Before he was elected to the White House, Barack Obama drew 200,000 ecstatic fans during a 2008 visit to Berlin. Analysts predicted he would have easily been elected France’s president if he had been a candidate there. And the day after Obama’s election triumph, practically every U.K. newspaper splashed his picture across their front pages.
Europe had fallen in love.
Two years later, Obama is struggling at home. With the midterms looming, the president’s approval rating is at just 47 percent and most indicators suggest that the Democrats will take a hit on Tuesday.
Many Europeans don’t get it.
“They’re very confused as to how [Americans] could vote for Obama and then two years later turn around and vote for a completely different set of policies,” Sarah Oates, professor of political communication the University of Glasgow, told msnbc.com.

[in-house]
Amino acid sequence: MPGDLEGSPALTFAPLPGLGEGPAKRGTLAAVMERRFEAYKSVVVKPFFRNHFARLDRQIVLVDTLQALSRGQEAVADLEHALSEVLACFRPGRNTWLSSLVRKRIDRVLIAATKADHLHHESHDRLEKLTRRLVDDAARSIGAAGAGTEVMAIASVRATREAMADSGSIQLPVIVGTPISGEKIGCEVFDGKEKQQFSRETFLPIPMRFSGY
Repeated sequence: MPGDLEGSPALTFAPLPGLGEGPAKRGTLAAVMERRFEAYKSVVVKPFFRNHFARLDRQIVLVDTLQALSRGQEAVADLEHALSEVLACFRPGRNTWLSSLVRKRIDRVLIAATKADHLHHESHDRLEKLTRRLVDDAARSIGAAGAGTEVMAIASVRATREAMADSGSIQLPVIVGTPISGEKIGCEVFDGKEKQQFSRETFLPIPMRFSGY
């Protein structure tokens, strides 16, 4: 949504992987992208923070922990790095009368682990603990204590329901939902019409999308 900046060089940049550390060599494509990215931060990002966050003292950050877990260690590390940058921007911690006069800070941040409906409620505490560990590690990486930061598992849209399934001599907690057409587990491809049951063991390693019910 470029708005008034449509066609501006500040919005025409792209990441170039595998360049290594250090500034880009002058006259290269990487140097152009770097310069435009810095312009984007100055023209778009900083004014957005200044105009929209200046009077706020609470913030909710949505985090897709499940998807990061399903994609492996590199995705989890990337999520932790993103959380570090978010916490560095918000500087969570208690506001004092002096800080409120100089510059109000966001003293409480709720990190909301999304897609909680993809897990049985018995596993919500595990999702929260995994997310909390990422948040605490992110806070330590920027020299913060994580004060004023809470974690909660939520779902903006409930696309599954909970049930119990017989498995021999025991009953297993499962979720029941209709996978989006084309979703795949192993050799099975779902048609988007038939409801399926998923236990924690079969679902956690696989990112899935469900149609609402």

When viewed from abroad, Obama’s campaign promises of “hope” and “change” left Europeans expecting a fundamental shift in American politics.
“[People here] are just dismayed,” Oates added. “There’s a real feeling of … disappointment that it didn’t signal the change they thought it would.”
Normally, congressional elections don’t resonate much abroad.
But Europe’s love affair with Obama – and interest in his plummeting fortunes – mean that midterms seem to be getting more coverage than usual in the U.K. and across the continent. In the wake of financial crisis, Europeans also wonder how the vote in America will affect the global economy.
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